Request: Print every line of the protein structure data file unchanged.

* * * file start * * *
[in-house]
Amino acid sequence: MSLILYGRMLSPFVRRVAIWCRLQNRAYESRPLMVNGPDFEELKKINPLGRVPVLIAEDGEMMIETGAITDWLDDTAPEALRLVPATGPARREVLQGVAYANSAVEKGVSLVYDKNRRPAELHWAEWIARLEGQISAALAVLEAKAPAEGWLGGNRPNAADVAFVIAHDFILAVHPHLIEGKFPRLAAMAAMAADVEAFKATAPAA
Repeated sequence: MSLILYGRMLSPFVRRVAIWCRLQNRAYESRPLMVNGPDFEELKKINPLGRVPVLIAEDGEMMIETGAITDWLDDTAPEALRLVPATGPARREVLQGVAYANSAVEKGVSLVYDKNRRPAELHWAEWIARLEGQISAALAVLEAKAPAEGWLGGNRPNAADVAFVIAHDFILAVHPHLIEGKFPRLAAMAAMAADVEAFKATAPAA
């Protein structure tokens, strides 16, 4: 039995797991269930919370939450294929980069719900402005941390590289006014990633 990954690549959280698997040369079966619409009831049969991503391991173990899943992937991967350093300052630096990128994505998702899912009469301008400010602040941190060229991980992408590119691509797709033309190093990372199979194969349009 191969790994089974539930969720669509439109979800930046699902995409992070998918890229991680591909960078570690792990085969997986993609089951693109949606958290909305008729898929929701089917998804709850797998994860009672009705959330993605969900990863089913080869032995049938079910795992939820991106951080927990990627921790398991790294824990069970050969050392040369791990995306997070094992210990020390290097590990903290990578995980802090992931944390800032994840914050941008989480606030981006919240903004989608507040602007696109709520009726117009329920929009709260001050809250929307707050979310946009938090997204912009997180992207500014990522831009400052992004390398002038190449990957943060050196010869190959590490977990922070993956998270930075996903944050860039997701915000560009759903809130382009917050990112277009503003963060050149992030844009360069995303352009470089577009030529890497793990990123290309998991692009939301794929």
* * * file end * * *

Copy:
[in-house]
Amino acid sequence: MSLILYGRMLSPFVRRVAIWCRLQNRAYESRPLMVNGPDFEELKKINPLGRVPVLIAEDGEMMIETGAITDWLDDTAPEALRLVPATGPARREVLQGVAYANSAVEKGVSLVYDKNRRPAELHWAEWIARLEGQISAALAVLEAKAPAEGWLGGNRPNAADVAFVIAHDFILAVHPHLIEGKFPRLAAMAAMAADVEAFKATAPAA
Repeated sequence: MSLILYGRMLSPFVRRVAIWCRLQNRAYESRPLMVNGPDFEELKKINPLGRVPVLIAEDGEMMIETGAITDWLDDTAPEALRLVPATGPARREVLQGVAYANSAVEKGVSLVYDKNRRPAELHWAEWIARLEGQISAALAVLEAKAPAEGWLGGNRPNAADVAFVIAHDFILAVHPHLIEGKFPRLAAMAAMAADVEAFKATAPAA
């Protein structure tokens, strides 16, 4: 039995797991269930919370939450294929980069719900402005941390590289006014990633 990954690549959280698997040369079966619409009831049969991503391991173990899943992937991967350093300052630096990128994505998702899912009469301008400010602040941190060229991980992408590119691509797709033309190093990372199979194969349009 191969790994089974539930969720669509439109979800930046699902995409992070998918890229991680591909960078570690792990085969997986993609089951693109949606958290909305008729898929929701089917998804709850797998994860009672009705959330993605969900990863089913080869032995049938079910795992939820991106951080927990990627921790398991790294824990069970050969050392040369791990995306997070094992210990020390290097590990903290990578995980802090992931944390800032994840914050941008989480606030981006919240903004989608507040602007696109709520009726117009329920929009709260001050809250929307707050979310946009938090997204912009997180992207500014990522831009400052992004390398002038190449990957943060050196010869190959590490977990922070993956998270930075996903944050860039997701915000560009759903809130382009917050990112277009503003963060050149992030844009360069995303352009470089577009030529890497793990990123290309998991692009939301794929």